However, there are still many ineffective devices on the market that use cheap LEDs with constant light technology that don’t emit enough power to be truly effective. That’s why it’s important to consider the information in this article when making a purchasing decision.
As of this writing, there is no FDA approval process for consumer-grade red light devices because the FDA doesn’t consider them medical devices. As a result, manufacturers can only register their red light devices with the FDA, a formal process to confirm the product in question is similar to legally available products and offers a comparable level of risk.
FDA-registered products are often marketed as “FDA listed” or “FDA cleared.”
Personally, I think FDA registration is more of a marketing gimmick than anything else, because it doesn’t in any way indicate whether a device is effective. However, it does indicate that the red light device probably won’t harm you.
I’d argue that devices that rely on pulsed light are more effective for certain treatment modalities than those relying on continuous light because the former can operate at higher light intensities to deeply penetrate tissue without causing damage.
In other words, you can leverage red light devices that use continuous light for treatments where penetration depth isn’t a significant factor (e.g., treating blemishes, fine lines or wrinkles).
For treating joints or deep muscle tissue, I recommend red light devices with pulsed light to ensure proper penetration depth. With regard to the former, you can read my article on using red light for joint pain to get more details on that specific use case.
Like all electronic devices, red light devices emit EMFs, albeit in relatively low doses.
Considering that your exposure to EMFs from red light devices is limited to the treatment session, I don’t consider that a problem. In other words, the benefits of red light therapy usually outweigh the potential risks of EMF exposure.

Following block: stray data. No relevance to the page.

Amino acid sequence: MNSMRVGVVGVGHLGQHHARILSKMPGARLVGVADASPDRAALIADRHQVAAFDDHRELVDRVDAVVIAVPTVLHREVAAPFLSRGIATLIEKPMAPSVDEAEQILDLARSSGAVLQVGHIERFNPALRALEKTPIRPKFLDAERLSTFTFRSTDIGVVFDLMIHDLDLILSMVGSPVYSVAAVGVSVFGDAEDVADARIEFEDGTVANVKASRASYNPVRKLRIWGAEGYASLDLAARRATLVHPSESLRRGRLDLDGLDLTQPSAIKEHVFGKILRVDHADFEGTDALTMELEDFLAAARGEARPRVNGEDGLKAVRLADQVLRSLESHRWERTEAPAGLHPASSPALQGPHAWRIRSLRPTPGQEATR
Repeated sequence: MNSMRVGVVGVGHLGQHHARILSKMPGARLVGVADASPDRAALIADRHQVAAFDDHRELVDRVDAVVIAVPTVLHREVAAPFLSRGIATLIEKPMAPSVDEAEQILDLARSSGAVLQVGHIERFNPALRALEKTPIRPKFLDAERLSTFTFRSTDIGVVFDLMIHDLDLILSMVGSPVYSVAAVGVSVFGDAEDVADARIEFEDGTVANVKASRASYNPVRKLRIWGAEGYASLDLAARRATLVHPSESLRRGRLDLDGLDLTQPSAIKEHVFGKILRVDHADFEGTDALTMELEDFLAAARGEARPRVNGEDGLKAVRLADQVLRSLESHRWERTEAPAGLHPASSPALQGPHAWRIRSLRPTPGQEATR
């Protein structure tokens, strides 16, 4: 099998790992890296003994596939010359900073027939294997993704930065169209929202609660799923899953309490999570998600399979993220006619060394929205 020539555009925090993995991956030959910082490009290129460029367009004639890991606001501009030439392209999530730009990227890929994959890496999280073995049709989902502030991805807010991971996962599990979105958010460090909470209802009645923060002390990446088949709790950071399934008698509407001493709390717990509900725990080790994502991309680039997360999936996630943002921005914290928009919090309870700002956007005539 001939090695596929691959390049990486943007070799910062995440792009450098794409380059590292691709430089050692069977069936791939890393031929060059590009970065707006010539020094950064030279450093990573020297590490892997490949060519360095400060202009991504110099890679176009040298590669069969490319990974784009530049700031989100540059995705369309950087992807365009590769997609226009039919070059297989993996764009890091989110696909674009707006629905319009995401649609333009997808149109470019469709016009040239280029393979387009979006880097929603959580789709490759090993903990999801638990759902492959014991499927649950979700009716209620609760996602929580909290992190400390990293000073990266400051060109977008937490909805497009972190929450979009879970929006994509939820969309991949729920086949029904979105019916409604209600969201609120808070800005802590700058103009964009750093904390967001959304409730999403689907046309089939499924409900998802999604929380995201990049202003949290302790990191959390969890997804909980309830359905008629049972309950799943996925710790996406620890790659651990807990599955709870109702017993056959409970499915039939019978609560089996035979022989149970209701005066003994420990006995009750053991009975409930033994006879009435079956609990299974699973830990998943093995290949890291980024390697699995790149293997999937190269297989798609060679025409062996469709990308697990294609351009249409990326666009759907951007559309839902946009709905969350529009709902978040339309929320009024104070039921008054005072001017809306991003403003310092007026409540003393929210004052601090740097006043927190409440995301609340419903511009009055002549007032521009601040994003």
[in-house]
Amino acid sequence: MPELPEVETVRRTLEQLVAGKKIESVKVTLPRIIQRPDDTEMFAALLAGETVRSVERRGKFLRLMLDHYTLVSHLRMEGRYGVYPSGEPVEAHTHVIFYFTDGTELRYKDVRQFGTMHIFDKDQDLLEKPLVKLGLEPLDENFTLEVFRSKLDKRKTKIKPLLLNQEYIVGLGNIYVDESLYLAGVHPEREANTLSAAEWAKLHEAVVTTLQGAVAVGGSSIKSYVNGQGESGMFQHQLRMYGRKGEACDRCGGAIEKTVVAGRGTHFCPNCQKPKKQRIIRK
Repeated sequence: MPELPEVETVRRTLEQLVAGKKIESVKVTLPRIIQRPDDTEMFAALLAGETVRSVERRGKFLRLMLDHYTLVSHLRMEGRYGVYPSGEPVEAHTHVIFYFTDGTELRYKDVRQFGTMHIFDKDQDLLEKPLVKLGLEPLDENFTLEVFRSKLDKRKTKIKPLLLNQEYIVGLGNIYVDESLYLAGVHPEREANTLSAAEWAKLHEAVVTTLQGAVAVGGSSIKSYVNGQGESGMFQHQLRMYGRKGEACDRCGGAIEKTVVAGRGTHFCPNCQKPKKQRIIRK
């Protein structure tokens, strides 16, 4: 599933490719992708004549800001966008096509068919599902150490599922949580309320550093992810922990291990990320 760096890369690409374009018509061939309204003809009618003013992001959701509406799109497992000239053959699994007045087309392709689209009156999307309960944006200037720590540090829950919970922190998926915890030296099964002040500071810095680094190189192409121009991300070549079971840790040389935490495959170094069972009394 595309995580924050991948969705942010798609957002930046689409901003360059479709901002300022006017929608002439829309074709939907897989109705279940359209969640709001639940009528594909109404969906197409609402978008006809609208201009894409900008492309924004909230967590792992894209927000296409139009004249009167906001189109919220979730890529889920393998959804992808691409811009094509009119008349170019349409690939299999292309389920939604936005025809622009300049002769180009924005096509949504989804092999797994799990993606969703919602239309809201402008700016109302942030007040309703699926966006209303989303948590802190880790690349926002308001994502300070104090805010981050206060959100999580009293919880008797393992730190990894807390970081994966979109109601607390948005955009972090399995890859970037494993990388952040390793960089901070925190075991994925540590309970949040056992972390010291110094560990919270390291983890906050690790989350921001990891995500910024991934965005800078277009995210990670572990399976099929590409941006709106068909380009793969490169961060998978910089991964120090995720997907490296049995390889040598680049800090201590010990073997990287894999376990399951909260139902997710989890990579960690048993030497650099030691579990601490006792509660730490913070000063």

In fact, one of the potential issues with EMF exposure is tissue warming (one of the reasons why I recommend using wired headphones when making phone calls instead of holding the mobile phone next to your ear and brain). In the context of red light therapy, targeted tissue warming is a desired effect because it increases blood flow to the target area.
The bottom line is that I wouldn’t wear a red light helmet for eight hours per day, but I have no concerns with using a red light device such as the Kineon Move+ Pro on my shoulder for 15 minutes daily.
Final Thoughts: Take the Time to Find the Right Device For Your Specific Goals
Red light therapy has become a ubiquitous treatment modality for various health concerns ranging from improving mental health, facilitating hair growth, treating joint pain, speeding up recovery after intense workouts and treating cosmetic skin issues. It’s even been shown to positively influence athletic performance.
As a result, the market for red light devices has exploded over the past few years. Unfortunately, I’ve seen many cheap and ineffective devices being promoted online. That’s why it’s important to understand what factors influence the effectiveness of red light devices for various use cases, including dosing, wavelengths and light intensity.
I hope by reading this article, you’ve equipped yourself with the necessary knowledge to make the right purchasing decision. However, if you have any questions about a device you’re interested in or would like to get my take on it, leave me a comment below.
You can also check out my list of the best red light therapy devices, which is based largely on my first-hand experience trying many different products over the years.
Michael is a healthy living enthusiast and CrossFit athlete whose goal is to help people achieve optimal health by bridging the gap between ancestral living and the demands of modern society.